For the first time in the world, the employees of Semmelweis University and the University of Debrecen have succeeded in identifying parameters that can be used to determine with almost 100 percent accuracy who will develop gestational diabetes during the first trimester, the communication directorate of the Budapest institution told MTI.
They added: the researchers recently reported their results in a scientific publication in a prestigious journal.
Although it is one of the most common diseases during pregnancy, until now there has been no sufficiently effective method for the early prediction of gestational diabetes – says the announcement, which also explains that gestational diabetes affects more than 10 percent of pregnant women in Hungary (globally, this rate is about 17 percent ).
The researchers performed measurements on samples from the biobank of the University of Debrecen, which contains the data, blood and urine samples of 2,500 pregnant women. The biobank was built between 2010 and 2012, so the outcome of pregnancies, the subsequent health status and illnesses of the child and the mother were known.
In the end, five of the examined markers proved to be suitable for reliably indicating barely perceptible differences at the beginning of pregnancy. The five laboratory parameters are fructosamine, which shows the average blood sugar level of the previous 2-3 weeks, a protein involved in inflammatory processes, suPAR, the level of which is high in type 1 and type 2 diabetics, and three steroid hormones, cortisol, cortisone and 11 -deoxycorticosterone.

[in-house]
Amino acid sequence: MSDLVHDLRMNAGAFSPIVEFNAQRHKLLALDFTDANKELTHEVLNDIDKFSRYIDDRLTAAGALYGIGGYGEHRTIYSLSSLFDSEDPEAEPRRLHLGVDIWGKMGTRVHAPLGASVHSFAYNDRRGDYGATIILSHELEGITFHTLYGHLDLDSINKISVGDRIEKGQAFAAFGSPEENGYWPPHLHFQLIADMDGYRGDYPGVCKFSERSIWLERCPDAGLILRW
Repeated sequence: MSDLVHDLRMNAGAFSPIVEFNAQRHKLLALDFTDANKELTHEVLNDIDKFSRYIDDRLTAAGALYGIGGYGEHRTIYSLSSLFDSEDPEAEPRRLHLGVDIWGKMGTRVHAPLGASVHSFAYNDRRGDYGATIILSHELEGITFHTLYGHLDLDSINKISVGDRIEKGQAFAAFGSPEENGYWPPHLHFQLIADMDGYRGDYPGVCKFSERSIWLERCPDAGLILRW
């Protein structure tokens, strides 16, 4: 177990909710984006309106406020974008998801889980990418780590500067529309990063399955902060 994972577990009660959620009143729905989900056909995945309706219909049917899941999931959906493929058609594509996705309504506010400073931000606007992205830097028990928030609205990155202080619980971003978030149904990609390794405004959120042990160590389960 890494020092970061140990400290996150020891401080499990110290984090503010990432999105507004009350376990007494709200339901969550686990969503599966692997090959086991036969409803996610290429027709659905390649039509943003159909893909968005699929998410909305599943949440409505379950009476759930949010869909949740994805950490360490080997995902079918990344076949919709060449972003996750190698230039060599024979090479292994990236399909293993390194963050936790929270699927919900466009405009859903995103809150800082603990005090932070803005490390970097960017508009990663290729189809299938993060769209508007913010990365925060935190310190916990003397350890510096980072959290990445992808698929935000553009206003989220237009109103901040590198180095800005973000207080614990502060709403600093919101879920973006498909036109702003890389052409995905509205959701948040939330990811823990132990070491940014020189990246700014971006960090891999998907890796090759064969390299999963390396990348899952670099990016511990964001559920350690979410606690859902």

By supplementing traditional laboratory tests/risk factors (age, body weight) with the above special parameters, they were also able to track minor deviations compared to the industry standard. By evaluating the two, they were able to give the most precise prediction so far – similar to the currently available method for estimating the risk of high blood pressure in pregnancy. “At the same time, the method does not require an instrument that a laboratory with average equipment does not have,” quotes Dóra Gerszi, an employee of Semmelweis University’s Department of Obstetrics and Gynecology, and the first author of the publication.
The study indicated that early detection is particularly important because gestational diabetes affects the lives of two people. In utero, the fetal environment can result in life-long changes, such as an increased risk of type 2 diabetes and obesity.
As it was written, early treatment in the mother, such as diet, can prevent large weight gain and delay the onset of type 2 diabetes. 60 percent of gestational diabetes patients will develop the disease within ten years, since the tendency is already present.
But if the blood sugar values are in the normal range during pregnancy and the mother’s weight is lower at the end of the pregnancy, the risk of the disease and later complications is lower, the researchers emphasized.
As written, the next step is to make filtering more widely available; the doctors are also planning to introduce the screening in an upward system for expectant mothers cared for at Semmelweis University. The patenting of the method has also started.